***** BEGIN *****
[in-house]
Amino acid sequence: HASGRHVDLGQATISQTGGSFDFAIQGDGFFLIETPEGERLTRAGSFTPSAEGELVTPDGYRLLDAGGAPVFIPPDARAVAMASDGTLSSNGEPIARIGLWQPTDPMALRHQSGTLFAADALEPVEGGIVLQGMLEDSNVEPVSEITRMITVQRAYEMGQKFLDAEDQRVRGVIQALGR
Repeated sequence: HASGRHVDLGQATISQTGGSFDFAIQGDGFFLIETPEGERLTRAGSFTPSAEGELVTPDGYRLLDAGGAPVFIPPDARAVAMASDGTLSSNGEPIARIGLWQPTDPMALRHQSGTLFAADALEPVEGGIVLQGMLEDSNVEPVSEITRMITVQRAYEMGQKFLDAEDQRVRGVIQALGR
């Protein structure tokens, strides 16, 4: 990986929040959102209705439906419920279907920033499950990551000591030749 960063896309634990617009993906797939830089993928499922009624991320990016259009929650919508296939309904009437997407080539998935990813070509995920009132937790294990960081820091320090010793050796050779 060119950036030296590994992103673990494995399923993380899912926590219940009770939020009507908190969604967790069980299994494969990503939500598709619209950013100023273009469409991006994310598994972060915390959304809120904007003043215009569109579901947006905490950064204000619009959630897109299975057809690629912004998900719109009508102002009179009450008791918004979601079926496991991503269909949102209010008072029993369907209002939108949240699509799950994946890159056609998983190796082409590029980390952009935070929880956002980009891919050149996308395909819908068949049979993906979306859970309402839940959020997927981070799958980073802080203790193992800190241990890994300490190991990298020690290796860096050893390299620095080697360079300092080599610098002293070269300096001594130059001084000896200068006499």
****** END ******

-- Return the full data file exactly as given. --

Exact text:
[in-house]
Amino acid sequence: HASGRHVDLGQATISQTGGSFDFAIQGDGFFLIETPEGERLTRAGSFTPSAEGELVTPDGYRLLDAGGAPVFIPPDARAVAMASDGTLSSNGEPIARIGLWQPTDPMALRHQSGTLFAADALEPVEGGIVLQGMLEDSNVEPVSEITRMITVQRAYEMGQKFLDAEDQRVRGVIQALGR
Repeated sequence: HASGRHVDLGQATISQTGGSFDFAIQGDGFFLIETPEGERLTRAGSFTPSAEGELVTPDGYRLLDAGGAPVFIPPDARAVAMASDGTLSSNGEPIARIGLWQPTDPMALRHQSGTLFAADALEPVEGGIVLQGMLEDSNVEPVSEITRMITVQRAYEMGQKFLDAEDQRVRGVIQALGR
């Protein structure tokens, strides 16, 4: 990986929040959102209705439906419920279907920033499950990551000591030749 960063896309634990617009993906797939830089993928499922009624991320990016259009929650919508296939309904009437997407080539998935990813070509995920009132937790294990960081820091320090010793050796050779 060119950036030296590994992103673990494995399923993380899912926590219940009770939020009507908190969604967790069980299994494969990503939500598709619209950013100023273009469409991006994310598994972060915390959304809120904007003043215009569109579901947006905490950064204000619009959630897109299975057809690629912004998900719109009508102002009179009450008791918004979601079926496991991503269909949102209010008072029993369907209002939108949240699509799950994946890159056609998983190796082409590029980390952009935070929880956002980009891919050149996308395909819908068949049979993906979306859970309402839940959020997927981070799958980073802080203790193992800190241990890994300490190991990298020690290796860096050893390299620095080697360079300092080599610098002293070269300096001594130059001084000896200068006499």